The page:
My brother’s recent post about a fantasy cover describes a conversation we had when I first mentioned our new game–picking an artist and a song for an unsolicited arranged marriage. His version of the conversation is fairly accurate except in the outcome: I think he did a much better job describing the game than I would have and his first proposed cover/artists match-up is better than what I was thinking of.
Let me explain this thing a little bit. As I have made clear before, I am a little obsessed not just with the artistic and philosophical status of a cover but also with the typology of the phenomenon and the criteria that go into song choices. I also suffered a brief obsession with amateurs performing covers on youtube. (Ok, not so brief, I posted three entries about it. Perverse.)
Love this song. It makes me want to sway.
But this idea occurred to me recently while I was driving and listening to the local jazz station. The Cole Porter standard “Night and Day” was on and it was some kind of a jazz/rock version performed by a male singer whose voice I wanted to be a little more raw (like some jazz singers, he was trying to be too pretty in the Michael Buble or (dare-I-say) Frank Sinatra lounge style. I emphatically did not want the song to be pretty–I wanted to hear some of the depression/prohibition era cynicism/angst/escapism. I wanted the singer to have some gravel, some smoke and to be both earnest and slightly ironic.
I realized that I what I really wanted was someone like Kurt Cobain to sing “Night and Day”. Now, this may seem to be a little indulgent and wildly out of character (for both the singer and me) but I had in mind the genre-busting and expectation defying performances Cobain gave on MTV’s Unplugged in the early 90s when he performed covers of the Meat Puppets and David Bowie. Say what you want about the limited emotive and musical range of Nirvana, but Cobain’s covers reveal a depth of talent that surprise only those who have listened to the music carelessly.
So, here’s my impossible cover: I would like to hear Kurt Cobain covering Cole Porter’s “Night and Day”–I think the inappositeness of the classic jazzy showtune performed by the poster boy of alt-grunge severity would bring surprising newness to song and artist alike. I don’t know if Cobain knew Cole Porter well (although it would not surprise me if he did) but I think that Porter and Curt might have more in common than one might guess.
Ok, I can’t resurrect Cobain to do some jazz. But I can find some jazz artists performing Nirvana
I haven’t really talked about Nirvana before and this is probably because everyone has to like Nirvana. I have the annoying tendency of resisting things merely because other people like them. I wasn’t too old when Nirvana hit it big–but I was old enough to get in trouble for ‘moshing’ at a school dance when “Smells Like Teen Spirit” came on (and old enough to have long hair already).
And I don’t want to add too much to this post, but I think that Porter and Cobain are stuck in my head together not by accident. The year that Cobain died, my high school chorus teacher ambitiously had us do a review show of Porter and Gershwin tunes. For a group of kids more accustomed to singing songs from Aladdin and Les Miserables this was a bit of a pain. We hated the strange intervals between notes and the innovative (foreign) harmonies. Porter’s music tends not to repeat melodies or choruses ad nauseam the way many modern musicals do.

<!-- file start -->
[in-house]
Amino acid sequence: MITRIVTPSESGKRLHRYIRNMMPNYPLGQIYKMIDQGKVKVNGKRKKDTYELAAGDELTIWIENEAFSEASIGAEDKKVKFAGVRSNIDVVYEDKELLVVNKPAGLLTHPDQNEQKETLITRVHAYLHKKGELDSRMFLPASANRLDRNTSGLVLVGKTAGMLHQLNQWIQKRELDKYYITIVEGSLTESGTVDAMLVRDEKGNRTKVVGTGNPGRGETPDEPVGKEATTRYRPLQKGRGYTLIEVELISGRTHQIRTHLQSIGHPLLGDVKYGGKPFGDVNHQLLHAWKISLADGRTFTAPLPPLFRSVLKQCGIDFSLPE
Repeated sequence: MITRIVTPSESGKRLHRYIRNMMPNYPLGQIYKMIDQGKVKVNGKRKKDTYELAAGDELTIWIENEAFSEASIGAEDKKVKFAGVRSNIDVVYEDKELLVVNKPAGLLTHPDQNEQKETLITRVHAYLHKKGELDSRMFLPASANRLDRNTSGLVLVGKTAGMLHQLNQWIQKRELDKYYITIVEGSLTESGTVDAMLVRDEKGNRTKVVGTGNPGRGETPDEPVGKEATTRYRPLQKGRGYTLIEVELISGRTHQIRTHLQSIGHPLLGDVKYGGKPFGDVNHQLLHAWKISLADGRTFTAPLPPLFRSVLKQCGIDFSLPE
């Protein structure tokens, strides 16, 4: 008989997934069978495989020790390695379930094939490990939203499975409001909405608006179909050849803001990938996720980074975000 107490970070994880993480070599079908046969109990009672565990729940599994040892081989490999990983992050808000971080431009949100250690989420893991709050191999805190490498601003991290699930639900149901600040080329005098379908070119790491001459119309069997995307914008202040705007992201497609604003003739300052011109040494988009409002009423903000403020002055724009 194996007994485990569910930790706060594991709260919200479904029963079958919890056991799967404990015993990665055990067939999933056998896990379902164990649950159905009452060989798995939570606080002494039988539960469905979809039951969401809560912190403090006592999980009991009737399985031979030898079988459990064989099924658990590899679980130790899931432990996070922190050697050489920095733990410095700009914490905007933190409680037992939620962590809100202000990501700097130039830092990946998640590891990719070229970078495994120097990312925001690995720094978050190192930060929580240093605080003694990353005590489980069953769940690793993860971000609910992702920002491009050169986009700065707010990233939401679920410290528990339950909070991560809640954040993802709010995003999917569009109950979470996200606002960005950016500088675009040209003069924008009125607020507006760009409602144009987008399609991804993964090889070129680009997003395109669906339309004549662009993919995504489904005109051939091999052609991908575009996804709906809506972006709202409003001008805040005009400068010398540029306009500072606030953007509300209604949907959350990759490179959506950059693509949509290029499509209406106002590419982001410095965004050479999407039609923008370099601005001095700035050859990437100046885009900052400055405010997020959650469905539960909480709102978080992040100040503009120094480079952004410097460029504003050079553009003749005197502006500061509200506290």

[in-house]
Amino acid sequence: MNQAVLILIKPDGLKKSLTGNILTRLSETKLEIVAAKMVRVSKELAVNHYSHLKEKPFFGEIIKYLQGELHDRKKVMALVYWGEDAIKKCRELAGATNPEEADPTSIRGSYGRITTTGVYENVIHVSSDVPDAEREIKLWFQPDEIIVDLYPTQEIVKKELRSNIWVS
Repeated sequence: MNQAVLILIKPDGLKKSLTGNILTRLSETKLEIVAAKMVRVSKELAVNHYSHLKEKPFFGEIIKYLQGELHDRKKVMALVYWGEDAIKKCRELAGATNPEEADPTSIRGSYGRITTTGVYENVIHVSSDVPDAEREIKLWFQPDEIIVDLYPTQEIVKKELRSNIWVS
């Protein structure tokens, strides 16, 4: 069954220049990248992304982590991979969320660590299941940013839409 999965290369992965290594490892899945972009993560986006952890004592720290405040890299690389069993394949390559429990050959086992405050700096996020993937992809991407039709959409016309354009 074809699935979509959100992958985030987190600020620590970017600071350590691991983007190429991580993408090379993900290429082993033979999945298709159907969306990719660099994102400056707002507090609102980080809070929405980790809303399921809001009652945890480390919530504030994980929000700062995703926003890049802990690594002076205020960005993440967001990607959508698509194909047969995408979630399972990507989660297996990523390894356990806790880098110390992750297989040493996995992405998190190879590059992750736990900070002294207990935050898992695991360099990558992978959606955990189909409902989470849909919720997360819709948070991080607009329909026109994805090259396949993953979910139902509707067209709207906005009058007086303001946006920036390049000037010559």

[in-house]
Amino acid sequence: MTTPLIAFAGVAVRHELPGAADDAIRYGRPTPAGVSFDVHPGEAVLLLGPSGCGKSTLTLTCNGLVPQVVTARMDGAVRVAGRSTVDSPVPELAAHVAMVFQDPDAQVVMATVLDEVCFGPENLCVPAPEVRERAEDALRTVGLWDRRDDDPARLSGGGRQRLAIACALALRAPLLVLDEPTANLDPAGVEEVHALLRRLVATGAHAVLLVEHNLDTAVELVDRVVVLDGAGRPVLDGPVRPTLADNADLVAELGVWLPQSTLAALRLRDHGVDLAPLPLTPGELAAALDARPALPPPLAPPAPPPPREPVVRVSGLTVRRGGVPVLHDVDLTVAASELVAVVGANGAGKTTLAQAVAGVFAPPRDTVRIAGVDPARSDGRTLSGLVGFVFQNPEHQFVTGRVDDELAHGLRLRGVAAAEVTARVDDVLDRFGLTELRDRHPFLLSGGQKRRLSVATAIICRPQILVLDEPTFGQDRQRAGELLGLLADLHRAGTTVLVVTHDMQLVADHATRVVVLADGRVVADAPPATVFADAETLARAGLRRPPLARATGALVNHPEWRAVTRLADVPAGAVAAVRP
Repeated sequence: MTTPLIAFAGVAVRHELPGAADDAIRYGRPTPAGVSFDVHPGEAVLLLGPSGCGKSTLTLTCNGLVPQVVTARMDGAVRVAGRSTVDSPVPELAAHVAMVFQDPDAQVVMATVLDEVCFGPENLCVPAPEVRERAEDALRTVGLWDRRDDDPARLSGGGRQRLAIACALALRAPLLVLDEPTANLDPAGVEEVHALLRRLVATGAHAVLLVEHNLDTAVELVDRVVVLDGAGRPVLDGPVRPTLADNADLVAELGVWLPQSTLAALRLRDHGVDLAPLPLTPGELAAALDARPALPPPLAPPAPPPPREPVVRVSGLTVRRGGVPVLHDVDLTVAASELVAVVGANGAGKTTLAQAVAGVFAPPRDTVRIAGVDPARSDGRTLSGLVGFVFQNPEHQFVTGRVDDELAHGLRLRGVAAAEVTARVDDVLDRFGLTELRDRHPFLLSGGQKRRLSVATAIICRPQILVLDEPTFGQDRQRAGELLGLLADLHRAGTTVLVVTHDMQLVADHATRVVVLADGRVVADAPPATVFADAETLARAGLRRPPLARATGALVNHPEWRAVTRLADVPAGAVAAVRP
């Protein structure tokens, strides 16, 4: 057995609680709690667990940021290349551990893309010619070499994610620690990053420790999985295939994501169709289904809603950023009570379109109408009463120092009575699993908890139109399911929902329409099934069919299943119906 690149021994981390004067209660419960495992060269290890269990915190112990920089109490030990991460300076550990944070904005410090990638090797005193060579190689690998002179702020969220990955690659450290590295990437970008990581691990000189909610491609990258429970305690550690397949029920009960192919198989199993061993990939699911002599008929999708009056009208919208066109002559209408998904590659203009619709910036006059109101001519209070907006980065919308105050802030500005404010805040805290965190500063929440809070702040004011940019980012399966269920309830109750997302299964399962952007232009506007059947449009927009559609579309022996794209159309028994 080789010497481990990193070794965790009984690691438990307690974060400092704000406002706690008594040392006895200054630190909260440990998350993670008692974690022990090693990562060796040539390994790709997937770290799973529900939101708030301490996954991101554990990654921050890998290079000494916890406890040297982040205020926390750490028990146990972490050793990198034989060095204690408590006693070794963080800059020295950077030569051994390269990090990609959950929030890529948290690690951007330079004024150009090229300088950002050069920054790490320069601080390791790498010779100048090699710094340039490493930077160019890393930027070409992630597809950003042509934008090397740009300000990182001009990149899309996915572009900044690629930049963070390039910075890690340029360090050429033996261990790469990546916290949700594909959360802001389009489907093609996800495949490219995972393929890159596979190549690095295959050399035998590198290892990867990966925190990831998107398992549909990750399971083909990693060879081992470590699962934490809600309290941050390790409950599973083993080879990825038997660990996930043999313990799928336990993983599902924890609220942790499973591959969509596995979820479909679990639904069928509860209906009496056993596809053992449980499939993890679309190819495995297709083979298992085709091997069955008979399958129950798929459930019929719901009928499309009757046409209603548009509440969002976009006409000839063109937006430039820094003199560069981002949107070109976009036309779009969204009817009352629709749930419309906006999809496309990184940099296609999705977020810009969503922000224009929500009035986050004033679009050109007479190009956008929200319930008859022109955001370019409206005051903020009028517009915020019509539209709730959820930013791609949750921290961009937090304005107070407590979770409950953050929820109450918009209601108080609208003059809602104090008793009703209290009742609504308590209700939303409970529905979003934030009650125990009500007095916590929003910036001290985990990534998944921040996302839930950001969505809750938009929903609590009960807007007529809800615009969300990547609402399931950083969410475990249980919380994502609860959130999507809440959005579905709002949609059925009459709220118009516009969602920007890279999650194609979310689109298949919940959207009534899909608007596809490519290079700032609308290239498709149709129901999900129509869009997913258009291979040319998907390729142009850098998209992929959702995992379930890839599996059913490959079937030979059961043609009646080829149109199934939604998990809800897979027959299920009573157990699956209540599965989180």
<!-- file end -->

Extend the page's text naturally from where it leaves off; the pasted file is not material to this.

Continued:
I hope you know, brother, that Sublime’s “Summertime” is a riff on George Gershwin’s classic standard. Perhaps the boys in the band learned the song in high school?
But our chorus teacher, I realize now, was actually educating us in the history of music and through different styles. I know an embarrassing selection of musical numbers and jazz standards now. I have a depth of musical knowledge deep down in my stomach, thanks to her. These songs were in my head, I am sure of it, the day that Cobain died.
And this is the story I’ll end with today. As my friends know, I am not a religious person. There was a time in my life, however, when I was trying to be one. The day that Cobain died my sister and I were in a van going to an Episcopal Youth Group retreat at the Cathedral of St. John the Divine in New York City. It was our first trip to New York (and my last trip with any youth group). We slept in the basement of the church; we had a midnight mass by candlelight in the immense sanctuary.
On the way to New York, we pulled over for gas and the minister returned from the gas station suddenly stricken. He addressed the (mostly) adolescents in the van and told us that Kurt Cobain took his own life. He asked if we wanted to talk about it. On the side of the road in Connecticut, separated from the Kurt Loder updates and the endless speculation on life and motives, a dozen of us were asked to contemplate the suicide a a famous musician–one many of us saw as the voice of a generation.
The response? Silence. I don’t know why we didn’t say anything then. But I am not sure I could say anything now. Some events are just so overdetermined with meaning that to reduce them to a single utterance (or even a handful) is to do great injustice.
So. here’s my new addition to the game. my brother: where would you like to hear the performance of your dreams (now it will sound like the answer in a Clue Game: Mr. White, in the kitchen, with the rope!). I’d love to bend time and space and have Cobain play Porter’s “Night and Day” with a jazz trio (spare drums, upright bass and a little piano) in the sanctuary of St. John the Divine by candlelight.